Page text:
REDEM (I). Democratic Ethics and Politics

Notes from the conference Reconstructing Democracy in Times of Crisis: A Voter-Centred Perspective, organized by SciencesPo/CEVIPOF, and held in Paris, France, on 5 and 6 February 2020. More notes on this event: redem2020

Martial Foucault. The rise of populism and the collapse of the left-right paradigm

Politics of 2 new axes provides a comprehensive framework to understand anti-system forces in France, Europe and the USA:

  • Low life satisfaction and distrust in institutions are common to anti-system voters.
  • Interpersonal trust: split between radical left/right votes.

Determinants:

  • Life satisfaction and distrust in institutions: highly correlated to economic insecurity.
  • Interpersonal trust: mobility and loneliness in post-industrial societies

Policy consequences:

  • Redistribution and inequality. But part of the poor vote for anti-redistribute platforms.
  • Policies to boost generalized trust and fight loneliness at work and in remote territories (e.g. post Yellow Vests recommendations.

Annabelle Lever, CEVIPOF/Sciences Po

It is crucial that young people vote just so they can have some sense of ownership on elections, not only (though also) to legitimise the results of elections.

The design of electoral processes is not neutral. Not only it can radically change the results of elections, but also the perception about its fairness and how it considers the different profiles of voters.

Political scientists and their obsession with targeting has led to an alienating way of doing politics. People are aware of being targeted, of being manipulated. And they are sick of it.

Valeria Ottonelli, University of Genoa. Citizens’ political prudence and the ethics of voting

Prudence is the practical virtue that guides us in deliberating about the right course of action and acting accordingly, having in mind the science of the good and the particular circumstances ans stakes involved (Aristotle, Nicomachean Ethics, book 6).

We need to theorize political prudence so that it is compatible with other political principles such as passion, responsibility, etc. And taking into account numbers, pluralism or the relation between individual and collective virtues.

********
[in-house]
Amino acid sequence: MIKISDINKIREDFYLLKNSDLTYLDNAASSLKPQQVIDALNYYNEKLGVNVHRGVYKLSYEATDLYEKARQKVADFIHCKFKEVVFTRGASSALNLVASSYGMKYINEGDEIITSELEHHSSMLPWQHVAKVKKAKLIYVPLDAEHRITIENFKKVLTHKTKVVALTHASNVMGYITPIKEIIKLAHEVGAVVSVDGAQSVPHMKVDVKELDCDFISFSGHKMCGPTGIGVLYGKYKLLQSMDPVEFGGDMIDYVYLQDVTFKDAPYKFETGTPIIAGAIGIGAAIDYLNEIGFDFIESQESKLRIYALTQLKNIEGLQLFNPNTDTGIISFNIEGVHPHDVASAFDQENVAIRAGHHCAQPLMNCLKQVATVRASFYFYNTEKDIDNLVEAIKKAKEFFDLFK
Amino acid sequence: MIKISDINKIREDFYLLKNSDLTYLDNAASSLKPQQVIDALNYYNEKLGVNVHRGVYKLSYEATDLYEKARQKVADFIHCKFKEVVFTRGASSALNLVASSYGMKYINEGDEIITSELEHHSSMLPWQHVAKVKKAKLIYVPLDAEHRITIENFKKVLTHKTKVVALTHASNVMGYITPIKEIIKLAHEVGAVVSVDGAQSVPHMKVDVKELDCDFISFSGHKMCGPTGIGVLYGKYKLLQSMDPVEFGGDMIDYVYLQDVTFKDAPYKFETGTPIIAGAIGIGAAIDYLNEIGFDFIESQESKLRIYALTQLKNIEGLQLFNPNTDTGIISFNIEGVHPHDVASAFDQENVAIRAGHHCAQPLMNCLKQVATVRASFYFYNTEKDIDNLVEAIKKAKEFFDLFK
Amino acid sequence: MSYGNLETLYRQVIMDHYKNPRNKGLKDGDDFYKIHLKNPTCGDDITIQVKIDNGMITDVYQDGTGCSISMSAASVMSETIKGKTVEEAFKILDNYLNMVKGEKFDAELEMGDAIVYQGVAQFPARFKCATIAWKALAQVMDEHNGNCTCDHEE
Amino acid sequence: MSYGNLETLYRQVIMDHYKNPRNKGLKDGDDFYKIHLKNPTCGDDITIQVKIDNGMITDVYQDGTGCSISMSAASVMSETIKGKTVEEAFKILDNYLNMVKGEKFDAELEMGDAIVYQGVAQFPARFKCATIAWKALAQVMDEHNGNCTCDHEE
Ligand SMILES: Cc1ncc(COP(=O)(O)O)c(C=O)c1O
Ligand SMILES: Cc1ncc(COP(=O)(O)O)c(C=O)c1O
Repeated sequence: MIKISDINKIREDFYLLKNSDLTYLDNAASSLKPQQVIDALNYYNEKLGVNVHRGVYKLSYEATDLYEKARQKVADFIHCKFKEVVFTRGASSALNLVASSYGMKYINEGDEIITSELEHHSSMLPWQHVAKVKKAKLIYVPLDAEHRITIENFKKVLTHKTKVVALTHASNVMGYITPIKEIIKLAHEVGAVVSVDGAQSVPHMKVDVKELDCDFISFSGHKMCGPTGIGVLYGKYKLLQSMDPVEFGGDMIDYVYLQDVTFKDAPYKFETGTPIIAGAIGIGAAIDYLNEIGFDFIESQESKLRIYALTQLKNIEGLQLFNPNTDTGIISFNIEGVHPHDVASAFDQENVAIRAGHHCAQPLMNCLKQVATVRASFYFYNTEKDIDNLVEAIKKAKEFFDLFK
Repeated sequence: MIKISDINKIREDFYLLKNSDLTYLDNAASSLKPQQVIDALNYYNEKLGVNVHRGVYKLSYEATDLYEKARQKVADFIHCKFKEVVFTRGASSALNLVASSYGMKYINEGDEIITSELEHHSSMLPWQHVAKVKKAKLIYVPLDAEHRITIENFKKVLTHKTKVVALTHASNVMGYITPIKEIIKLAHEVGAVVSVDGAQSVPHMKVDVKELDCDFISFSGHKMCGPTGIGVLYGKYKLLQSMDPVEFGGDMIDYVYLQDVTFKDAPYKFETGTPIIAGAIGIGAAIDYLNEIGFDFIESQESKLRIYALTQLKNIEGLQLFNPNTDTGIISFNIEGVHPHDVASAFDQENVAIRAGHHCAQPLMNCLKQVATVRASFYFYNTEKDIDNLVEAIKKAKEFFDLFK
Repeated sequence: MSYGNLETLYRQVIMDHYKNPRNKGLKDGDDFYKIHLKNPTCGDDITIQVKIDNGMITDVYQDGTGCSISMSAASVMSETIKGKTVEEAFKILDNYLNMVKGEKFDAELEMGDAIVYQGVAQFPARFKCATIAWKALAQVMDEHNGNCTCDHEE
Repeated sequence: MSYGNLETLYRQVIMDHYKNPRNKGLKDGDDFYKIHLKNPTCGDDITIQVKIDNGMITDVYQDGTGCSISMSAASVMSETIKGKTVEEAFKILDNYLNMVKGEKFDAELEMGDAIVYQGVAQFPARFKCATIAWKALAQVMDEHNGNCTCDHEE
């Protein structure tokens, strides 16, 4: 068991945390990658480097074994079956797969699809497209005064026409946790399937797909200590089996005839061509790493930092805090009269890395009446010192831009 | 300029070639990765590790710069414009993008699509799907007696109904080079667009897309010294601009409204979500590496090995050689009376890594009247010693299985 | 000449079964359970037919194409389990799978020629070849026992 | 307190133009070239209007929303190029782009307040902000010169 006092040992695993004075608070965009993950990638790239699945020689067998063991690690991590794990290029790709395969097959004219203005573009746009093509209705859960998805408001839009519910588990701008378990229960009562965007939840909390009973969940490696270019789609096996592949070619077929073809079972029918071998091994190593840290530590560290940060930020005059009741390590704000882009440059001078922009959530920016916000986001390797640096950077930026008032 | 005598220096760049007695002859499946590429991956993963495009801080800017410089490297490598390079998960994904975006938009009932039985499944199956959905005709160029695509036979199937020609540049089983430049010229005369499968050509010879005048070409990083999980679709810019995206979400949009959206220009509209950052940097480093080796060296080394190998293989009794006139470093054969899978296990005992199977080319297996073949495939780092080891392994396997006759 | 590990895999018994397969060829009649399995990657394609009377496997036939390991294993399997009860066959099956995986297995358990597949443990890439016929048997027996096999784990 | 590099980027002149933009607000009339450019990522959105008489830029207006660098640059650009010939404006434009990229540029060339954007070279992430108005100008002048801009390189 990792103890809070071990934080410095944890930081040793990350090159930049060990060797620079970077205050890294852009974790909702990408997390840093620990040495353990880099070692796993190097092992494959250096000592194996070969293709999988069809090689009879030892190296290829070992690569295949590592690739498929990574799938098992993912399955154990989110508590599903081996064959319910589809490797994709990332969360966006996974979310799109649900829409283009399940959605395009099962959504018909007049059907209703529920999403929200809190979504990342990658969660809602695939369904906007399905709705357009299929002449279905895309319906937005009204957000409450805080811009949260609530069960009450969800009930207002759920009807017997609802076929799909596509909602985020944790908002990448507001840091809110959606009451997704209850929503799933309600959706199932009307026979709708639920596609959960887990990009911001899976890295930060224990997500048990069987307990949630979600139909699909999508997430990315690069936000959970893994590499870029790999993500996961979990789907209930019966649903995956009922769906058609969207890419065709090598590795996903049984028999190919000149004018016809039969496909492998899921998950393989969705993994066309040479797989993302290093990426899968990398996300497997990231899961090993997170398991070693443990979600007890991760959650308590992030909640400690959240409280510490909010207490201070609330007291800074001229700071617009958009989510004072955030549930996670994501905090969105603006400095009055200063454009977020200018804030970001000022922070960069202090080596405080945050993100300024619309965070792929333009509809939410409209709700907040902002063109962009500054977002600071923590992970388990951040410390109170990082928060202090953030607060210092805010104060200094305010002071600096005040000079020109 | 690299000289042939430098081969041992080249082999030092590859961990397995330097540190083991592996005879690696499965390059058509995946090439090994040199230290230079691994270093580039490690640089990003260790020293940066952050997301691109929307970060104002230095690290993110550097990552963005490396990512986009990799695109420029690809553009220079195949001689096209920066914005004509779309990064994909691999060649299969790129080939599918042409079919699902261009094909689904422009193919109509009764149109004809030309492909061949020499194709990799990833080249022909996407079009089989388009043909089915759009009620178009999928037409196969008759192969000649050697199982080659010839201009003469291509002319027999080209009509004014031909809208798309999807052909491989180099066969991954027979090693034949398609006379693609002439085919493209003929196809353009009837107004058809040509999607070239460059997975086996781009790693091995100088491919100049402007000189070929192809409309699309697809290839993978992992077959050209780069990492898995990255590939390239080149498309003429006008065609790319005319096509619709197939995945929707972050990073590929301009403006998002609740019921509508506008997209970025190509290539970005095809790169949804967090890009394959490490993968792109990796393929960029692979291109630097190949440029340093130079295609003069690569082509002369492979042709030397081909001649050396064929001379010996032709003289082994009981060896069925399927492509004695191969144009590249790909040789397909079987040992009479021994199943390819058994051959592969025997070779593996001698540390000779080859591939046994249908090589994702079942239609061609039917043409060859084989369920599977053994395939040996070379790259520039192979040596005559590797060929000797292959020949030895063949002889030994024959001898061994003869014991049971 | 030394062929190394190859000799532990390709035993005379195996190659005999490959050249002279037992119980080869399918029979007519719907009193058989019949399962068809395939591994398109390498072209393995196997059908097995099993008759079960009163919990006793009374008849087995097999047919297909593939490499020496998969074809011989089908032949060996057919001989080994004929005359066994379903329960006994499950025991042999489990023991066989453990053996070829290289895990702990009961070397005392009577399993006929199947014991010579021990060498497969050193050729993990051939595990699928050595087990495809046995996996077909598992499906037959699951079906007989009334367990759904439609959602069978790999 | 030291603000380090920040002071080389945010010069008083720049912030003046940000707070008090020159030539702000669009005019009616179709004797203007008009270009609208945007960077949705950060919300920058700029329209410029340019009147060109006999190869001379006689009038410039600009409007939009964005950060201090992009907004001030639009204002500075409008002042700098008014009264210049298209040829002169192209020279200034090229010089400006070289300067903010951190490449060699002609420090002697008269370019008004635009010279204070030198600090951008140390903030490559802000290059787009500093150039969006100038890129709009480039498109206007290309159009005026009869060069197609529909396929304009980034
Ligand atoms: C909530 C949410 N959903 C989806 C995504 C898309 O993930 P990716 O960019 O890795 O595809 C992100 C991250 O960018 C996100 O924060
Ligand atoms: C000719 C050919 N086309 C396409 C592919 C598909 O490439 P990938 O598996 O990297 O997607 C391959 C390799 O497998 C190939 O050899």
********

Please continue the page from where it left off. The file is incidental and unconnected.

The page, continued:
The ethics of voting as an exercise of political prudence. Political prudence concerns the ethics of voting, demonstrating, deliberating, etc. The ethics of voting of a liberal democracy should be pluralistic, in the sense of plurality of considerations, and allowing different voters to state their preferences.

Carys Roberts, Institute for Public Policy Research

The system based on two major parties is in clear decline in the UK.

The income gap has widened in recent times, and this has had an impact on voting turnout. There was a hope on increased turnout in youth, but it has not turned out to be true.

Devolution of power to communities is a way to be explored when it comes to thinking in ways to strengthen democracy.

Discussion

José Luis Martí: maybe we have been focusing to much on elections and not on other ways of political involvement: organizing elections but also being involved on policy-making or design of public policies, etc.

Chiara Destri: how the ethics of voting affects legitimacy? Annabelle Lever: treating people as rulers, not only as voters has an important impact. This includes how parties recruit and promote members. Politics have become professional in a very narrow point of view: middle class, highly educated, etc. losing plurality and the grassroots components.

Ludvig Beckman: are duties of voters compatible with prudence? can our duty be not to exercise prudence? Valeria Ottonelli: there are examples, as not selling your vote, are a duty and are related to prudence.

Miljan Slavic: how do we interpret not participating in elections or voting with blank or null votes? Some of them are actually being critical with the system and saying it is not legitimate. How do we interpret all of them? Annabelle Lever: one should assume the worst, that people are disgusted with the system, or the candidates, or the whole thing.

Ismael Peña-López: we keep on insisting on how to engage youth, how to engage minorities, how to engage women, etc. in electoral participation. But we should not forget the other side of the equation: how do we make politicians more accountable, how do we make institutions more understandable, how to we make politics in general more transparent and honest, etc. We are in the middle of a paradox: as the world grew more complex, we shifted from direct to representative democracy; but now that the world is becoming even more complex, we demand that citizens are more informed and more engaged in politics; but, not to go back to direct democracy, but to “vote better”. Why not leveraging the effort we are demanding to citizens to improve decision making by letting them participate in deliberative or direct democracy instruments? Why not demand less to citizens and demand more instead to democratic institutions to reduce the complexity of the world for the citizens?

Reconstructing Democracy in Times of Crisis: A Voter-Centred Perspective (2020)

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